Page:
Responses to a coalition government green paper on a revised Bill of Rights in 2010 broadly supported the inclusion of such rights. And a similar consultation by the Northern Irish Commission found that around 9 out of 10 people supported the inclusion of rights to health care and an adequate standard of living in a Bill of Rights.

An earlier poll for the NI Human Rights Consortium in 2009 that support for the inclusion of three central social rights in a NI Bill of Rights was strong – and held equally strongly between Catholics and Protestants, with over 9 out of 10 people in both communities supporting the inclusion of ‘the right to the highest attainable standard of physical and mental health’, ‘the right to adequate accommodation’, and ‘the right to an adequate standard of living’.

You may think that such findings would justify reforms extending the scope of human rights in Northern Ireland. In fact, the Northern Ireland Office, the loyalist hegemony in the province and the 2010 coalition government rejected the Commission’s proposals and promptly set about shredding the presumptuous quango.

There is a stark divergence of view between public opinion and the institutional power of the political and legal establishment. The major parties and big business have proved themselves consistently hostile to recognising both social and economic rights. A rights-based system is unpopular with politicians and judges for reasons that range from a desire to maintain political primacy over social and welfare policy-making, over the allocation of resources and in particular to protect a ‘flexible’ labour market. Social issues are said to be ‘non-justiciable’ – i.e., not resolvable in the courts – and not the proper business of an ‘unelected’ judiciary that has no place nor any expertise in such issues.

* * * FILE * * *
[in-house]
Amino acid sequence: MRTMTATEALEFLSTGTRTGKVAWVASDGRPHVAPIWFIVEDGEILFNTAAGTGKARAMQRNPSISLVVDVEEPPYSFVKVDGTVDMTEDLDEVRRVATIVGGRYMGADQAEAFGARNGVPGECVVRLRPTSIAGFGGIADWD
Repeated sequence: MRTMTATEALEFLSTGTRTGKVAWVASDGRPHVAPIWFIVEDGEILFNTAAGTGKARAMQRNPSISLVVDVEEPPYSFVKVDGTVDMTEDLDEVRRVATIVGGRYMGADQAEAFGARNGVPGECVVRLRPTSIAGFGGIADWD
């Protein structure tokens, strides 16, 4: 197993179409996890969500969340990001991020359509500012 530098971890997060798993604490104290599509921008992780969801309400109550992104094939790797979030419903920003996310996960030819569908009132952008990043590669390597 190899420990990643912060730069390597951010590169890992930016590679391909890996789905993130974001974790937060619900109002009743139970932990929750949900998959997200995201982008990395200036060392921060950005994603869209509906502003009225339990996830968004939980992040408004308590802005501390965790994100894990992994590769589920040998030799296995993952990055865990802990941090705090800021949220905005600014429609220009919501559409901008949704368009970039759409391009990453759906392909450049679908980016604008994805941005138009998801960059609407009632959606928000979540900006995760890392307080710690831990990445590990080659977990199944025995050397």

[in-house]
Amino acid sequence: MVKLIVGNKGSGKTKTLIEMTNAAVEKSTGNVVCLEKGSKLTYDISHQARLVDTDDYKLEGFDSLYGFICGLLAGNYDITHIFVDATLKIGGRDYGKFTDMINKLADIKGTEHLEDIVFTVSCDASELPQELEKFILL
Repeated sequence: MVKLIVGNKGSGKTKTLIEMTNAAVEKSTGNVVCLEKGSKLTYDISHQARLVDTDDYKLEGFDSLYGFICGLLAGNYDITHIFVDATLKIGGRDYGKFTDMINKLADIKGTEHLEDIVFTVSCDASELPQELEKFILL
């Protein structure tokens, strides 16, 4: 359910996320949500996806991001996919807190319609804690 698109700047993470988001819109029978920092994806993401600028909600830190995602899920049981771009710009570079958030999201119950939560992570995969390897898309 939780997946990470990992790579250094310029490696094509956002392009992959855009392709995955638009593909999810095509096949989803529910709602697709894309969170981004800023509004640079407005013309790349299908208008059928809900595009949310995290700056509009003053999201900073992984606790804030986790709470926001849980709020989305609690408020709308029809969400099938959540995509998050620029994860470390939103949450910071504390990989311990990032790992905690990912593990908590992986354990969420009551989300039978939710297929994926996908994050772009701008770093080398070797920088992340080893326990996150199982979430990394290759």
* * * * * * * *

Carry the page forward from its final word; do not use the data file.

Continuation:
In other words, the political class is determined to protect itself, not fellow citizens and our society’s well-being. (The divergence between the UK’s rulers and ruled on social rights and other issues makes for further thought on the idea of the ‘centre ground’, which seems to be far more a political construct of parties and corporate interests than an attempt to locate policies that the public support.)

Our citizens are the people with the expertise to drive social and economic policies. As Professor Sandra Fredman has argued, the provision of enforceable social and economic rights can facilitate and empower individual people as “active agents” rather than “passive recipients”. The Human Rights Act has repeatedly shown how legal rights have empowered civil society organisations and ad-hoc groups to act on behalf of citizens, in some cases over social matters.

Paul Hunt briefly touches on an unlikely obstacle to acceptance of a campaign for social rights. The expert human rights community has decided that the Human Rights Act, the target of unmerited hostility from the Conservative party, is best defended by prohibiting any efforts to improve its protection of other rights. The cry is, ‘Don’t rock the boat!’  There is a fundamental riposte to such negative thinking – it is recognised that human rights of all kinds are indivisible, and are all stronger if they are promoted on the same footing. 

The Labour party needs to climb above the reservations of the human rights community. In doing so, it will strengthen its social policy aspirations and the capacity of ordinary people to stand up for themselves – and make our protection of all human rights so much the stronger.